My Ex SIL had one with a sensor mat which went under the moses basket/cot mattress. When her DD was around 3 months old, the alarm went off, alerting them to her not breathing. Mother phoned for an ambulance while father administered CPR. Their DD survived and is now 9. Her parents are certain that without the monitor, they would have lost her. After that, I used the same type of monitor with my DC's. It gave me peace of mind.

CradleCrapNap Tue 14-Mar-17 10:45:36

We used one for our 8 week prem baby as prems have a habit of just stopping breathing (apnoea) and I found it out my mind at rest. Used it for a year then she started rolling off the mat. Didn't get one with my term second baby but also found myself more anxious about sids. The reality is you are unlikely to revive them sadly if the do stop breathing but I would like to know I gave it my all and had the chance to do something if that was the case. Your choice!

GirlElephant Tue 14-Mar-17 11:07:45

I have an Angelcare monitor for DS as I didn't like the idea of him moving into his own room. He moved in at 6 months and has slept much better moving from his crib to cotbed due to the extra room.

It's very sensitive so has went off twice but both times he was absolutely fine. I think without it I would have struggled to sleep as the first 6 months he was next to our bed and I was always in the room for his naps which made me less anxious

PotteringAlong Tue 14-Mar-17 11:10:03

No, not with any of my 3.

needtobeanonforabit Tue 14-Mar-17 12:33:58

Thanks for all the feedback everyone. Seems it's a very divided topic!

Our baby will be spending some time in SCBU after delivery, but obviously they don't let them out until baby is well enough so I don't know whether that's a factor or not!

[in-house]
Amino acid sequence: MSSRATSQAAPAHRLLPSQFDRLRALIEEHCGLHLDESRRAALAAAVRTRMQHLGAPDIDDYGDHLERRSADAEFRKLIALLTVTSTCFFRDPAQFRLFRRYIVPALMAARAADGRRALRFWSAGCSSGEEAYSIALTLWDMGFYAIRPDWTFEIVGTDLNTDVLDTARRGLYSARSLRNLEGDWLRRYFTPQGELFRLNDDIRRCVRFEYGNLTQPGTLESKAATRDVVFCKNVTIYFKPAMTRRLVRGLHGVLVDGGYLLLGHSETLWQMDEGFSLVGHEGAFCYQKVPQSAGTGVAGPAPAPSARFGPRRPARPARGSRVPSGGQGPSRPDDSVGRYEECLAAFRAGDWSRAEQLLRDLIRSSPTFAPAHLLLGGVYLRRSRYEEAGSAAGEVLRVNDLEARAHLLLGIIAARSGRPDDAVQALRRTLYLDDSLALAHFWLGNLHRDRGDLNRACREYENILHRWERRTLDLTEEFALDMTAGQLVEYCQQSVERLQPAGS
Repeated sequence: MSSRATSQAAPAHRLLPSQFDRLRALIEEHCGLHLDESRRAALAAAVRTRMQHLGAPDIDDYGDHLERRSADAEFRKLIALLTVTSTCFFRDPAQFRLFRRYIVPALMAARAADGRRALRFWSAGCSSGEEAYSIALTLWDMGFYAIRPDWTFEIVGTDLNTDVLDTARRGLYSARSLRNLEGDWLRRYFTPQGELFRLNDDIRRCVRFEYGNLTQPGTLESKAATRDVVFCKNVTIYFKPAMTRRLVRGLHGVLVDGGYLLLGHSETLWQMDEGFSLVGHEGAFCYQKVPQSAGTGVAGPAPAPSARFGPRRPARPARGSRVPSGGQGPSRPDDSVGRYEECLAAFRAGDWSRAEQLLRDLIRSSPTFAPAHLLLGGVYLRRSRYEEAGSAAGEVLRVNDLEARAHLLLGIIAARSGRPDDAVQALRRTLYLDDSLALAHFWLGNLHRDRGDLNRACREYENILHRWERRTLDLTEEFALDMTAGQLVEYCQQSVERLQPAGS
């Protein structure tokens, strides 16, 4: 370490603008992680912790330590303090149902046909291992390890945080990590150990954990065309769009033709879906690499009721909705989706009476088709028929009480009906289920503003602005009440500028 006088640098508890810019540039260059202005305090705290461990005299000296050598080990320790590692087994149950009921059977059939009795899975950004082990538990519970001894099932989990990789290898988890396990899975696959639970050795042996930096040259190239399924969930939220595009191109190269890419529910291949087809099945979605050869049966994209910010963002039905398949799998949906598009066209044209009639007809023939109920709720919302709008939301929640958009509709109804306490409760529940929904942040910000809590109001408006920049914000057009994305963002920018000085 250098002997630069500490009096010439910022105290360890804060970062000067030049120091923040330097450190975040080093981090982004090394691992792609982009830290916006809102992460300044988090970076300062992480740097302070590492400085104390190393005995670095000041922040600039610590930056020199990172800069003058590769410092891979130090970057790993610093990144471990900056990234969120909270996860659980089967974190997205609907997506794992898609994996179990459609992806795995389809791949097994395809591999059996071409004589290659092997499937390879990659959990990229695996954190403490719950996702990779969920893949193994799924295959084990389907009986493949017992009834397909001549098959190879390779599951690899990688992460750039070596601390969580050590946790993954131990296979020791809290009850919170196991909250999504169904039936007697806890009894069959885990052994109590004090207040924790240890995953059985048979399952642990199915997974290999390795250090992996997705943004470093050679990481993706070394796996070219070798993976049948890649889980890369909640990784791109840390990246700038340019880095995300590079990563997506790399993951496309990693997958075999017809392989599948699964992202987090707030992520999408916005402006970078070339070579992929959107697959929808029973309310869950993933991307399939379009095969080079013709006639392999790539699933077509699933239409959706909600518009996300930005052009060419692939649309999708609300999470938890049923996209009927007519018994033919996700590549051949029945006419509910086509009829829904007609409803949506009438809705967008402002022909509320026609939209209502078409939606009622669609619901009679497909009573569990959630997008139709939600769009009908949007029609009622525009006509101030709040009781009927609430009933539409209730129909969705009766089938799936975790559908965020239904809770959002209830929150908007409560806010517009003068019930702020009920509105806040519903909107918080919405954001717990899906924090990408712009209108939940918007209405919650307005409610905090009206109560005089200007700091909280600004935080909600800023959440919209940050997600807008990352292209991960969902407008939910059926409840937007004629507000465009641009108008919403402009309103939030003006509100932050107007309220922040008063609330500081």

The type I saw was actually like a sock sort of thing that they wear, rather than a mat. I can see how a mat could be limited for when moving baby for feeds/and they aren't in their bed.

I just wondered about the merits of a such a piece of kit as I can envisage myself disturbing a sleeping baby needlessly because I'm freaking out she's not breathing blush So it was more for that I guess, rather than for waking us up if there is a problem, but I can see how know I g you had something like that in place, might also help you sleep better...

Hmmm, interesting!

CradleCrapNap Tue 14-Mar-17 12:40:53

Ours was the angel cafe video movement monitor that someone else mentioned and they are very accurate and only really gonoffnif baby really isn't moving.

CradleCrapNap Tue 14-Mar-17 12:41:31

Angel care! Go off if baby isn't moving! Sorry, ha.

needtobeanonforabit Tue 14-Mar-17 12:56:43

Lol, thanks! Do those only apply though when baby is older? Or by not moving, do you just mean, chest not going up and down?

BertieBotts Tue 14-Mar-17 12:57:49

No, I co-slept with a sidecar cot and found I was aware of DS's breathing at all times even seemingly when I was asleep.

Apfelbunny Tue 14-Mar-17 13:07:09

Nope. Babies are really noisy sleepers so you'd know if something was wrong.
And what if they are asleep but just lie still? Surely the alarm would go off just because your baby wasn't as restless as an octopus on caffeine

April1984 Tue 14-Mar-17 13:10:34

I used the Babysense ones and I can't say how brilliant they were. Never had a false alarm. You have to get used to switching it off when you pick them up tho. Yes they are unnecessary but they allowed me to sleep when I wouldn't otherwise so may have been more for me really. We lost our first baby (in the NICU not at home) and for me (everyone's different) they gave me some piece of mind which I badly needed.

fleur34 Tue 14-Mar-17 13:12:40

We had one (angelcare) for our scbu baby and I'm glad we had it, it gave us peace of mind and didnt make us any more stressed or less intuitive as to her movements/sleep patterns etc.